While violence and destruction reigned supreme during the Civil War, the American Bible Society (ABS) waged another kind of war; a war for the souls of the fighting men. The ABS, along with other religious-based organizations, began to distribute pocket Bibles to both Confederate and Union soldiers. By December 1861, the ABS was printing and distributing approximately 7,000 New Testament pocket Bibles a day to soldiers in both armies.
American Bible Society
Founded in 1816 by clergy, educators, and national leaders, the ABS aimed to share the Holy Scriptures with everyone, regardless of their societal status. The organization’s first foray into supplying military men with Bibles came in 1817 when they donated 65 Bibles to the crew of the USS John Adams. That marked the beginning of an ABS program that provides Bibles to our armed forces. As of today, the program is still in effect.
At the outbreak of the Civil War, the New York-based American Bible Society was faced with both a perceptual and logistical challenge of supplying Bibles to both sides of the conflict. Despite their position of neutrality in the war; and a genuine desire to provide Scriptures to all of God’s children, their New York ties evoked skepticism among the people of the South. Southerners apparently didn’t want anything from the north, even the Holy Scripture!
For shipments that did make their way south, many of them were intercepted by blockaders and confiscated as contraband by Union forces. To circumvent the blockades, the ABS shipped Bibles to the Maryland Bible Society and the Washington City Bible Society; who would in turn, smuggle the Bibles behind the front lines in the South.
Pocket Bibles in the South
To combat the issues faced by the ABS, there were a few Bible Society organizations located in the South that shared the same mission as the ABS. Two such organizations, the Nashville Tennessee-based Bible Society and the Augusta, Georgia-based Confederate States Bible Society, printed and supplied Confederate troops with pocket Bibles. Such editions are extremely rare, with very few known to exist today.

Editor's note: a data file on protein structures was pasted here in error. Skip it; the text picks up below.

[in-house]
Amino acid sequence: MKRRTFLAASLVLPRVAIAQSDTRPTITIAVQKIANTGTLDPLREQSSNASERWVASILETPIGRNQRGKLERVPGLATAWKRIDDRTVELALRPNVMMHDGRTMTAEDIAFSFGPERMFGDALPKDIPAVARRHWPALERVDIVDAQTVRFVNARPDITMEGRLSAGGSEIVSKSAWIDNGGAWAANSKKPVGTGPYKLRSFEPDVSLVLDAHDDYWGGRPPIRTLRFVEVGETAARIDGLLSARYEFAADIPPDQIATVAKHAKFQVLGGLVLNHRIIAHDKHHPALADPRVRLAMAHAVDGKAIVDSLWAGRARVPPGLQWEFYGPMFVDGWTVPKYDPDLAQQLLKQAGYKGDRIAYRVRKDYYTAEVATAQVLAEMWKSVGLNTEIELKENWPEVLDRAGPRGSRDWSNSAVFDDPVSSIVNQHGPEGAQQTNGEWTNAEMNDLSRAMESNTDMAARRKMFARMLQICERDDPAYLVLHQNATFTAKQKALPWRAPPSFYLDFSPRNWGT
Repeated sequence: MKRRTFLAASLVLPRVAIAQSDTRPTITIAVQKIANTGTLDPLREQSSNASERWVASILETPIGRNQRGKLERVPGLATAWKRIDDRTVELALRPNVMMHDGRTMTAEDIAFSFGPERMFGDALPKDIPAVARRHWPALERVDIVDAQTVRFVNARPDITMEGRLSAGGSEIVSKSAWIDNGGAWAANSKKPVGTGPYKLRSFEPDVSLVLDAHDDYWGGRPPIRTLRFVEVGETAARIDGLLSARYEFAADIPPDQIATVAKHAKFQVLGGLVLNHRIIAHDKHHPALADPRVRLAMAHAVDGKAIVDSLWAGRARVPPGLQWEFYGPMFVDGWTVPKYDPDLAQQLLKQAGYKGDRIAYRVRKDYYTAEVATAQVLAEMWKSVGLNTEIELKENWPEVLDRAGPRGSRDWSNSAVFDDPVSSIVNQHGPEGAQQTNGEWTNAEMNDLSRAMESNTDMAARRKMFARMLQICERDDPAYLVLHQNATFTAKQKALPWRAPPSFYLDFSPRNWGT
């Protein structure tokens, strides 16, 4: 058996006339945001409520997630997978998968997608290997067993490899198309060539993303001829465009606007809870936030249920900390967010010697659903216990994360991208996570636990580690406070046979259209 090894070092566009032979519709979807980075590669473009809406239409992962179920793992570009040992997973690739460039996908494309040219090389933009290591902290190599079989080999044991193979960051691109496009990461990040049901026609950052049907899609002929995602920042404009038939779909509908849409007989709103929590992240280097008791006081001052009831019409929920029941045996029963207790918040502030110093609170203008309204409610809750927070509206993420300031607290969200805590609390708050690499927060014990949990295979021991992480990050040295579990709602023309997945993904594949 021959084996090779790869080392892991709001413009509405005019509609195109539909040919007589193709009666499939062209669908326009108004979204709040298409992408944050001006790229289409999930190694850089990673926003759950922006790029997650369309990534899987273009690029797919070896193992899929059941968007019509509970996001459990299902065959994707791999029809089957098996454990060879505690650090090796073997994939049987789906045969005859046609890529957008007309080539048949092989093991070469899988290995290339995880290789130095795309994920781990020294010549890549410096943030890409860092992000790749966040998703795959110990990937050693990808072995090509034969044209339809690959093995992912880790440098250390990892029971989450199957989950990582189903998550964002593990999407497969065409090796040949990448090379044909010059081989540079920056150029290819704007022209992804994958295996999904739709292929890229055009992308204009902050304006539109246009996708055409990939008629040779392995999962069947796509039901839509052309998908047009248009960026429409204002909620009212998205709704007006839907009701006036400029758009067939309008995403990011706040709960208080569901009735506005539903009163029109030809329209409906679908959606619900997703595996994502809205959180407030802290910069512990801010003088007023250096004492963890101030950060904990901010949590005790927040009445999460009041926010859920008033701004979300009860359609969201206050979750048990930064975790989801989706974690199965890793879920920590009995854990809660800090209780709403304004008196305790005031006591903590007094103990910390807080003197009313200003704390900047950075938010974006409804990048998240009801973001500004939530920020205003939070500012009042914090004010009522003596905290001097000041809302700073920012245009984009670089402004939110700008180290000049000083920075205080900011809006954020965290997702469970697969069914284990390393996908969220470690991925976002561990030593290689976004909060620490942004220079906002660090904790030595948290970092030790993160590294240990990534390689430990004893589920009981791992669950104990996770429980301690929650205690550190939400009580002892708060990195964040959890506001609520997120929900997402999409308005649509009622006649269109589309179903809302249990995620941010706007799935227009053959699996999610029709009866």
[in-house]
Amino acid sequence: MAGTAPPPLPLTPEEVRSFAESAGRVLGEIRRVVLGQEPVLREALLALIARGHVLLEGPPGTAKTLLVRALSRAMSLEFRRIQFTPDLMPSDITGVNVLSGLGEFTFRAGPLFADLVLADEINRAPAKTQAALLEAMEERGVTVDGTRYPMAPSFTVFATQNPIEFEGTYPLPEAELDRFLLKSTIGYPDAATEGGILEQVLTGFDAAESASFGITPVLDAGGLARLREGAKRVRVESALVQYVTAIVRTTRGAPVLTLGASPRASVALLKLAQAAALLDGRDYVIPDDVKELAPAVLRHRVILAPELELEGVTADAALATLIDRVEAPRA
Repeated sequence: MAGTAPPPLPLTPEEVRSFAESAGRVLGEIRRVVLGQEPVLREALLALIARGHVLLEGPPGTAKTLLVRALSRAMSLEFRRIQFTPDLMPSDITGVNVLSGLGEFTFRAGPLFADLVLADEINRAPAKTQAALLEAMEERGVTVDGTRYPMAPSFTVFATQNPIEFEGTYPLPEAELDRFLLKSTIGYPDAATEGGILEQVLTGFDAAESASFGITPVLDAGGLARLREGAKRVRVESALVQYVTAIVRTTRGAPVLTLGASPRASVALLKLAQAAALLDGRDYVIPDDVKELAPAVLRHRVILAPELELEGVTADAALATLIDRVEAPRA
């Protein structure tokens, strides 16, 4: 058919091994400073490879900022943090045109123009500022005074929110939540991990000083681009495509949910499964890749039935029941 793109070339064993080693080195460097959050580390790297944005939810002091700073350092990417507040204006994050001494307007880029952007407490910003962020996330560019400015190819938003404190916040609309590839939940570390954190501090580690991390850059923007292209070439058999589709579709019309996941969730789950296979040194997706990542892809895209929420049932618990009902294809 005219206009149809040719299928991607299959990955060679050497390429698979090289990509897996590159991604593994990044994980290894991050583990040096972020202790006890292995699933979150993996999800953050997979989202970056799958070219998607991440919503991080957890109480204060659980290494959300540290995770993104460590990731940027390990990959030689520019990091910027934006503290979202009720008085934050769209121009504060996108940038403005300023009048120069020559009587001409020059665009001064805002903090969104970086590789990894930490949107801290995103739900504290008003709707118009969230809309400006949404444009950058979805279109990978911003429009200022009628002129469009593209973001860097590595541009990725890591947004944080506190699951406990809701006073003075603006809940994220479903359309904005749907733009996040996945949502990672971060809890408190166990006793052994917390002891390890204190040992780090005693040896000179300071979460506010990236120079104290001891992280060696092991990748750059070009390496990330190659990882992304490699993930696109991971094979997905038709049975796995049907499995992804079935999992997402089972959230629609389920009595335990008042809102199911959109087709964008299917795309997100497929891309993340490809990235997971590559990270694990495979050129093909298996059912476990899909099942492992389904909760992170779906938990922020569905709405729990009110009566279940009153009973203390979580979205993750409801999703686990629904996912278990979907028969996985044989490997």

Despite the difficulties of supplying the South with Bibles, a fair share still made their way behind the front lines. A fantastic example is a pocket Bible given to; and carried by, none other than Nathan Bedford Forrest. According to the inscription and date on the inside page, Forrest most likely carried the Bible in the Battle of Tupelo, Second Battle of Murfreesboro, Second Battle of Franklin, Battle of Nashville and while fighting Wilson’s Raiders throughout Alabama and Georgia.
Playing cards, pocket journals, and the “Soldier’s Testament,” were some of the most common personal items carried by soldiers of both armies. Soldiers leaned on these items to get them through the boredom of camp, time away from home, and the horrors of battle.
Such horrors created a religious awakening throughout the nation and the ABS helped fuel its growth. The North and South interpreted the Scriptures differently and looked for passages that would bolster their ideals regarding the institution of slavery, states’ rights, and even which side they thought God supported. Abraham Lincoln addressed this during his second inaugural address in 1865, stating “Both read the same Bible and pray to the same God, and each invokes His aid against the other. It may seem strange that any men should dare to ask a just God’s assistance in wringing their bread from the sweat of other men’s faces, but let us judge not, that we be not judged. The prayers of both could not be answered. That of neither has been answered fully.”
When the Civil War concluded, the ABS had distributed 5,297,832 Scriptures to soldiers and civilians in the North and the South.